My loved ones have to put up with a lot when I’m writing. Most of this burden comes in the form of disturbing questions. I don’t always remember that, as they’re not in my mind with me, they don’t necessarily know that I’m researching plot lines. So, when I call my nurse mother and, without providing any context, ask her if there are any medications that could have the side effect of causing seizures followed by a coma-like state, she responds with “What’s going on? Is someone seizing?” After which, I think, Why would someone be seizing? Then the writing haze finally clears and I realize I sound like a crazy person. So, I clear up the fact that this is all for the sake of fiction and my mother laughs, relieved, and pulls out her medical books to see if she can find anything that might fit the bill.
Most people I’m close to are subjected to such questions. Dad generally gets obscure law enforcement procedure queries. My sister gets a lot of “How would you feel if….” followed traditionally by something that prompts her to respond with “What’s wrong with you?” My brother and I discuss the finer points of time travel. And all my friends field whatever I randomly happen to think about when I’m with them.
Living with me, Roomie deals with my questions on a fairly regular basis. I can’t say that she is quite as enthusiastic about them as some, but this may or may not be because I ask her things I know are going to disturb her (*cartoon villainess laugh*). See, for instance, the below gchat:
Me: Strange question, do you know anything about dislocations? It’s for my writing.
Roomie: You’re gross, that’s what I know.
Me: Answer my questions. If you were to dislocate something, like a finger or shoulder, would it make any noise when the bone was popped back in its socket?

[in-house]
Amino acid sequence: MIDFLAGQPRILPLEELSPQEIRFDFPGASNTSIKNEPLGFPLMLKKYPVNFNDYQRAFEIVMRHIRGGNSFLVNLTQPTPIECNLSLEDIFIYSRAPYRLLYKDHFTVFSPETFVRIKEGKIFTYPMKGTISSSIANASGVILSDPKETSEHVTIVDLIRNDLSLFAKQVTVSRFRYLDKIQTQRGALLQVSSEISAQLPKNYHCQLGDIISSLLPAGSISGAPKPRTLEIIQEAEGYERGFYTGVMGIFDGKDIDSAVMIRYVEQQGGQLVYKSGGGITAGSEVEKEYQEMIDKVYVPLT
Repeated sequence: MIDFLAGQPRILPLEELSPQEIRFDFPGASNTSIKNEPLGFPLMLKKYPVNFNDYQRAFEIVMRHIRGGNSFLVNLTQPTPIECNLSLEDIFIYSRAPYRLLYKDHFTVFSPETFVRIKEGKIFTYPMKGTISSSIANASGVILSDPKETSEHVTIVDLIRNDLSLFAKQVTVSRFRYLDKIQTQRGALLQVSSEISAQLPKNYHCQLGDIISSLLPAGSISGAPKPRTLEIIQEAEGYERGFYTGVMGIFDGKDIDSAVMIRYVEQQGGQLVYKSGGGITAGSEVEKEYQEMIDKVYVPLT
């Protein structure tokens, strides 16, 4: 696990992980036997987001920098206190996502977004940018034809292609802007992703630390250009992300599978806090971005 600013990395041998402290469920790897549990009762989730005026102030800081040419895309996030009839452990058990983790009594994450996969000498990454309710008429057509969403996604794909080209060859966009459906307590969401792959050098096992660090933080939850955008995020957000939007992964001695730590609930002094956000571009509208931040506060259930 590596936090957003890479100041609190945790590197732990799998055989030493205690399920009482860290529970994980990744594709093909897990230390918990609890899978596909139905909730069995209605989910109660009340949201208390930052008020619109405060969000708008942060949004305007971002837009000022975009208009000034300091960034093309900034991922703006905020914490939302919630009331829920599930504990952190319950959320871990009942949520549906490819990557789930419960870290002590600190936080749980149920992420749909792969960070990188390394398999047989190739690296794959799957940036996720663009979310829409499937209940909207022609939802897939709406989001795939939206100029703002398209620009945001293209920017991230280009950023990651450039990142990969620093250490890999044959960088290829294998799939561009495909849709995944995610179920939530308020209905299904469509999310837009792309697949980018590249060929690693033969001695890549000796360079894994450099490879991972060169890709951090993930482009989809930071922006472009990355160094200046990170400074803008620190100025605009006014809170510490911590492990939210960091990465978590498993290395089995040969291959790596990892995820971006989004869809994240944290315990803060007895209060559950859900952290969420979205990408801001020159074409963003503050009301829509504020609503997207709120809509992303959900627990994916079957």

Roomie: I don’t know, but my guess would be yes.
Me: You don’t know? You’re supposed to be my resident expert on injuries. You’ve broken everything. Twice.
Roomie: I’ve never dislocated anything. I just looked at a couple things and I believe it would. Read Step 6: http://www.livestrong.com/article/32254-put-dislocated-shoulder-back-place/#ixzz0qYUZSh1P
Me: You know, if you were to pull your finger out of its socket and then pop it back in, it would probably be the best way to find out.
Roomie: That’s probably true. And most logical.
Me: Exactly. I’m going with the clicking sound, for now. Sound good?
Roomie: I think "gross" would be more appropriate. But, yeah.
Me: Excellent. Thank you for your assistance in this matter.
Roomie: I EXPECT ROYALTIES.
Me: Well, I’ll allow you to call me Your Majesty, if you’d like.
In addition, to taking issue with my queries regarding injuries, she also is excessively wigged out by fantasy creatures. This doesn’t stop me from telling her about them, though. Of course, I think this is fair turn around. Sure, she has to listen to my ponderings on centicores, lamassus and banshees, but she once made me go into the Shore Store. It’s a toss up as to which is more terrifying. (Except, not really. One is clearly a more scarring experience than the other.)